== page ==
Take the 2-minute tour ×
Stack Overflow is a question and answer site for professional and enthusiast programmers. It's 100% free, no registration required.

Historically I have used Thin as an application server (for Ramaze apps, but it could easily be for Rails), which receives requests from an Nginx web server.

Does anyone have experiences between using Thin/Mongrel/anything else to server Ruby applications to a web server? I am keen to keep things lean and fast.

share|improve this question

closed as not constructive by Bo Persson, Andrew Barber, matt, SztupY, gnat Feb 12 '13 at 7:34

As it currently stands, this question is not a good fit for our Q&A format. We expect answers to be supported by facts, references, or expertise, but this question will likely solicit debate, arguments, polling, or extended discussion. If you feel that this question can be improved and possibly reopened, visit the help center for guidance.If this question can be reworded to fit the rules in the help center, please edit the question.

Decided to stick with Thin - thanks for all the comments. –  kez Feb 9 '10 at 10:17

6 Answers 6

up vote 2 down vote accepted

I'm a big fan of Thin. It's fast (faster than passenger), doesn't use much memory (less than passenger), and isn't too hard to set up and maintain.

share|improve this answer
I recently switched from Thin to Passenger, and found memory usage to be reduced by a respectable amount. I haven't benchmarked it, but it seems to be running just as fast as before the switch. Passenger is about as mind-numbingly simple to set up as Thin, so it's a tie there. –  kylc Feb 1 '10 at 0:42
Really? Are you using Ruby Enterprise Edition? –  igul222 Feb 1 '10 at 3:55
Nope, but I am on 1.9, if that makes a difference (and nginx). According to passengar-memory-stats, the "Total private dirty RSS" hovers around ~35mb for a single process, while it was up to ~50mb while just running Thin. –  kylc Feb 1 '10 at 5:12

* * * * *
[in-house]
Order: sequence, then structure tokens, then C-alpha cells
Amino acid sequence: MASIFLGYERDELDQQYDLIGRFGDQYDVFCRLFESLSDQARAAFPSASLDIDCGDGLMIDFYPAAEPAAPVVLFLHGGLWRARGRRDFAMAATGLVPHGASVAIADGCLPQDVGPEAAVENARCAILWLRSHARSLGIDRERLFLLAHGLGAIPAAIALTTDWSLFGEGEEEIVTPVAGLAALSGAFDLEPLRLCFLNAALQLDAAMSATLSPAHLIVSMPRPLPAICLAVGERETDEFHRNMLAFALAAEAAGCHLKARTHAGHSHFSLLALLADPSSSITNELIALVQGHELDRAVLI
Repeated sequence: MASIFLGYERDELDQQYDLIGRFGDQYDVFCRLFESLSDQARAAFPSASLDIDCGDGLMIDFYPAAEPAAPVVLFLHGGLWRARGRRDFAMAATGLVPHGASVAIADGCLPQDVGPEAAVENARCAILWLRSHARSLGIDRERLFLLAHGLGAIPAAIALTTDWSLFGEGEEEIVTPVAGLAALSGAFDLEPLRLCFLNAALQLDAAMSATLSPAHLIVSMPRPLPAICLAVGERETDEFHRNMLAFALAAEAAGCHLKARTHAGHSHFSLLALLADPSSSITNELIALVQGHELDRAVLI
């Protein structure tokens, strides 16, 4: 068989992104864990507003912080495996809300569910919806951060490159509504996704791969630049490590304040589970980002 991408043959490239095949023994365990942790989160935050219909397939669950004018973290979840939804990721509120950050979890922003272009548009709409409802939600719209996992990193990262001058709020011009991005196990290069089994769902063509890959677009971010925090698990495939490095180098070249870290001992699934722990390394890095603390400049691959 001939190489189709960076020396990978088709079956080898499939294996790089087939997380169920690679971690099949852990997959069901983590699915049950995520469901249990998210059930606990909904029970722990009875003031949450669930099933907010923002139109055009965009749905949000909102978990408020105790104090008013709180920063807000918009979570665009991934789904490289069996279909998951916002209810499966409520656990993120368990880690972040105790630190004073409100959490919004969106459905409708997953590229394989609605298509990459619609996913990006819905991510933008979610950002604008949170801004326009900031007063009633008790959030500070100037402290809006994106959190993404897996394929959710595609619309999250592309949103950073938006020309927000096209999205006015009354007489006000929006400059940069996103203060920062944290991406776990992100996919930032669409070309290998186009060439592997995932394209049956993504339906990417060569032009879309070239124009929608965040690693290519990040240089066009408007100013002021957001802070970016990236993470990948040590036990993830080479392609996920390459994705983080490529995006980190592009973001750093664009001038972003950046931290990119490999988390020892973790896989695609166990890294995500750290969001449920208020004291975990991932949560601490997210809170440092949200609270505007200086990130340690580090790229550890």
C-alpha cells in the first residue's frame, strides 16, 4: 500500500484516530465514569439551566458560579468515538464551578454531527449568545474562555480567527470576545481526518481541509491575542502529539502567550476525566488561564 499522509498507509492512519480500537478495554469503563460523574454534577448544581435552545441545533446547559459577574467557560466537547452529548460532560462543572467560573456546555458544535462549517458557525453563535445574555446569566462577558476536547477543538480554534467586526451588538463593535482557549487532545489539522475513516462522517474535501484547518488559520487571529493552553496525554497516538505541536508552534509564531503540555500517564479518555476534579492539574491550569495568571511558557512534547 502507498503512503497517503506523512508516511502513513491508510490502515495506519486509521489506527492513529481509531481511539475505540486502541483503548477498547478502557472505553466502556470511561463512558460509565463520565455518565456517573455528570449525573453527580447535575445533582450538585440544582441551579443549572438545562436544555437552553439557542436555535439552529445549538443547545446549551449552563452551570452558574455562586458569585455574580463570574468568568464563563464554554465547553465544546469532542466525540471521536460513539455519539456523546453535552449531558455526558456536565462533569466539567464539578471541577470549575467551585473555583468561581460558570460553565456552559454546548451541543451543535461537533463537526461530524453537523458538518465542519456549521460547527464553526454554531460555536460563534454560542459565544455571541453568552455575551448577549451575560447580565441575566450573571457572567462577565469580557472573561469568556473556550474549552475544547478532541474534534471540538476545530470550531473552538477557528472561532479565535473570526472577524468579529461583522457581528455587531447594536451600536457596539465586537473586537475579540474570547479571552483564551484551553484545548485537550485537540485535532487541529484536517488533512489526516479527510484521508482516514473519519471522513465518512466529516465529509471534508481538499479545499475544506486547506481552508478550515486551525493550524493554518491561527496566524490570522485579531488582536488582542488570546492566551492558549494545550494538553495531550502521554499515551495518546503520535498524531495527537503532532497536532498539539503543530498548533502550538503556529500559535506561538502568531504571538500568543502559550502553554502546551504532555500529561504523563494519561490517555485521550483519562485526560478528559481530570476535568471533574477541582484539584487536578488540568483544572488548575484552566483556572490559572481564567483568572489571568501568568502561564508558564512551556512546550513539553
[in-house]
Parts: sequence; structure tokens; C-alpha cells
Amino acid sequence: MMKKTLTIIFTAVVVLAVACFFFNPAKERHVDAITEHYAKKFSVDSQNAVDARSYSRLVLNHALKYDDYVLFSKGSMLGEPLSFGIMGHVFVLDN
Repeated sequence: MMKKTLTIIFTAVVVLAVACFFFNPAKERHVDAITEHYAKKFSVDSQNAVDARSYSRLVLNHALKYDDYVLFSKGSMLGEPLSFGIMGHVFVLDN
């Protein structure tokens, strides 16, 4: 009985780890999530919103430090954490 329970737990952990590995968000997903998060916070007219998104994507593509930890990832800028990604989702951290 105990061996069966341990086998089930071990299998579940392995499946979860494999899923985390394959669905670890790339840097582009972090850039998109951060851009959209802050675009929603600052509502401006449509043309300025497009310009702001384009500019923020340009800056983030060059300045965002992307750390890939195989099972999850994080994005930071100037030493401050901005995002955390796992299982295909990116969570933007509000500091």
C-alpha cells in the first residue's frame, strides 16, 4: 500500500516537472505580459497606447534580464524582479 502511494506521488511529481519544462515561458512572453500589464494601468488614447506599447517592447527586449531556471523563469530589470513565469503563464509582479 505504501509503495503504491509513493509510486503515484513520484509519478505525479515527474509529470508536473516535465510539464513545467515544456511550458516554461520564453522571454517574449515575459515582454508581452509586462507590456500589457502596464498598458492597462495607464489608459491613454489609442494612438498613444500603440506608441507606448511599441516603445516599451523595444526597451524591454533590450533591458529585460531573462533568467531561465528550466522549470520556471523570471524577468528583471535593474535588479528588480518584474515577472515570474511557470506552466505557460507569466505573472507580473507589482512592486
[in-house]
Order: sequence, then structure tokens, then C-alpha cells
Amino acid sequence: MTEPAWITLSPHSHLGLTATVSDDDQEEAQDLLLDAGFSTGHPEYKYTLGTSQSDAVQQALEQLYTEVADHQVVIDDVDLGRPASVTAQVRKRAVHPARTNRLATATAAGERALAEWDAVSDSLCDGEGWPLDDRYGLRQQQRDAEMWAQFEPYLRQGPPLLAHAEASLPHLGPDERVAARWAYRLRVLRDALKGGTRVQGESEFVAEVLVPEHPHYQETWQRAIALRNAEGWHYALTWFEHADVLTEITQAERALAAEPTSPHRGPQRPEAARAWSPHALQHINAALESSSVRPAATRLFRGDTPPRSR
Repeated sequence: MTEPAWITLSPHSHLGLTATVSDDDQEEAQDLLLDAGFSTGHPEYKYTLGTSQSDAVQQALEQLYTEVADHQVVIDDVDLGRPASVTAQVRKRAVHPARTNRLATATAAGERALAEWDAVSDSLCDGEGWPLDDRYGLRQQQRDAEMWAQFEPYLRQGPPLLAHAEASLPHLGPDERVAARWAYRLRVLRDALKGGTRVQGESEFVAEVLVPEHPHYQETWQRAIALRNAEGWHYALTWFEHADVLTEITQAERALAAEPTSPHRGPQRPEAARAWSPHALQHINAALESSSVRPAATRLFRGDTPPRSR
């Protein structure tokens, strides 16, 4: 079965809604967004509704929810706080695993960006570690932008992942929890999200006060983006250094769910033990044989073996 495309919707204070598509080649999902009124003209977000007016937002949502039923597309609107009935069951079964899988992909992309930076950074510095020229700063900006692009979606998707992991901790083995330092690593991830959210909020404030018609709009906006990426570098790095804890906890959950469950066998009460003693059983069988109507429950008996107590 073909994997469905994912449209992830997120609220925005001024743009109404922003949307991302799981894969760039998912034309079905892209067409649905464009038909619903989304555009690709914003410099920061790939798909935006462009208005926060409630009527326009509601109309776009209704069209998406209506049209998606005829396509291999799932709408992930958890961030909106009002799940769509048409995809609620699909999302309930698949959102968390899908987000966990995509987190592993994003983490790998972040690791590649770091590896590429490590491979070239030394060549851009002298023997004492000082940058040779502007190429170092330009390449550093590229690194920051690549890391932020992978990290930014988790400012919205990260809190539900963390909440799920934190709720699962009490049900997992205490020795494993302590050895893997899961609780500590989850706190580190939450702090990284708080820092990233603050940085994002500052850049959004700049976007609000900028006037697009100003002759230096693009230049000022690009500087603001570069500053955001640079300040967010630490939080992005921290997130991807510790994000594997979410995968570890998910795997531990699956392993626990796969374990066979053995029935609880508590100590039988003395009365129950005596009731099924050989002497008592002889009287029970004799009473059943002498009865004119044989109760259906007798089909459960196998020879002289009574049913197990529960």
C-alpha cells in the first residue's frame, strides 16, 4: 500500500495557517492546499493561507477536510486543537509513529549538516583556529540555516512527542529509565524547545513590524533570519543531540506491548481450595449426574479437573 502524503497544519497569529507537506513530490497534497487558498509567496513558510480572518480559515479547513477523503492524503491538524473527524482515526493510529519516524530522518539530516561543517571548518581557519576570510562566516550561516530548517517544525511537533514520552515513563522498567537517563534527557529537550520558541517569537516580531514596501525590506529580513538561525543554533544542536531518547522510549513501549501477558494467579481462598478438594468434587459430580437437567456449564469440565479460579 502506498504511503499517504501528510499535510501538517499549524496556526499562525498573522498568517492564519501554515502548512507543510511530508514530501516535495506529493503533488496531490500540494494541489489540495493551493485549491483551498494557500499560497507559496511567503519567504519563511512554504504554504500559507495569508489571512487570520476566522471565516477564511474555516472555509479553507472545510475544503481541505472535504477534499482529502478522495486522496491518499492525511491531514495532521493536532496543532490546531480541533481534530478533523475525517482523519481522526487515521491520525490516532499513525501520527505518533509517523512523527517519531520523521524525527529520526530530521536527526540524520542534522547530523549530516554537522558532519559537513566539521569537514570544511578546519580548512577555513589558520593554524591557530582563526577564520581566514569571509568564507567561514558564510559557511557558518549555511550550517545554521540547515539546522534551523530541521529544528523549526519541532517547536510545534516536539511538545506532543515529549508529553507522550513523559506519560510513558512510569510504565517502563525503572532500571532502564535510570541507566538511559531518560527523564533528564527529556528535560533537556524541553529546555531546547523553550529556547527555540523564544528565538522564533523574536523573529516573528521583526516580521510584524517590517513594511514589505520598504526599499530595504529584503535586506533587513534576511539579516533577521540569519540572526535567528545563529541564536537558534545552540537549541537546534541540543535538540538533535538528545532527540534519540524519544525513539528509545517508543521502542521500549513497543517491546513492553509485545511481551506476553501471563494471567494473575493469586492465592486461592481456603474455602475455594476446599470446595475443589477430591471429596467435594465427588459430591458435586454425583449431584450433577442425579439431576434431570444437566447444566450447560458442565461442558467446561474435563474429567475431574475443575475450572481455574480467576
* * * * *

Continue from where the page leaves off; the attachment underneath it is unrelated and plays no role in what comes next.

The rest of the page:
I find Passenger to be incredibly easy to set up. It works in combination with Apache or Nginx, and it should be able to serve any Rack-based application or framework.

According to its authors and many other users out there, it's supposed to be very lean on memory when used in combination with Ruby Enterprise Edition, at least for hosting multiple Rails applications.

Personally, I find that the biggest advantages are:

  • It's really dead easy to set up, and works in a mod_php-esque way.
  • It drops privileges and runs my Rails app as a regular user.

The latter is pretty cool, and I didn't even notice it right away. I simply set up a user account specifically for the application, unpacked the application in the home directory, and then went through the Passenger setup steps. It was only after I looked through the process list that I noticed it had also dropped privileges to the user.

share|improve this answer

Lighttpd w/ Fast-CGI has treated me well (and is almost as lean as it gets). mod_ruby, not so much. Mongrel is cool for development but I refuse to use it in production.

With a large enough cluster, the impact of the web server is minimal.

share|improve this answer

Mongrel is a very stable and trusted webserver. A lot of other servers use mongrel code in one way or the other. I have found it's performance to degrade linearly with amount of load and not exponentially as it happens with Passenger

share|improve this answer

I use Unicorn and Thin with Ruby, Sinatra and gems. Works fine for me. Unicorn does not have Websockets support so use Thin.

share|improve this answer

I use thin, unicorn and puma server. unicorn and puma does not have websockets support. I like sinatra instead rails or others bits.

share|improve this answer

Not the answer you're looking for? Browse other questions tagged or ask your own question.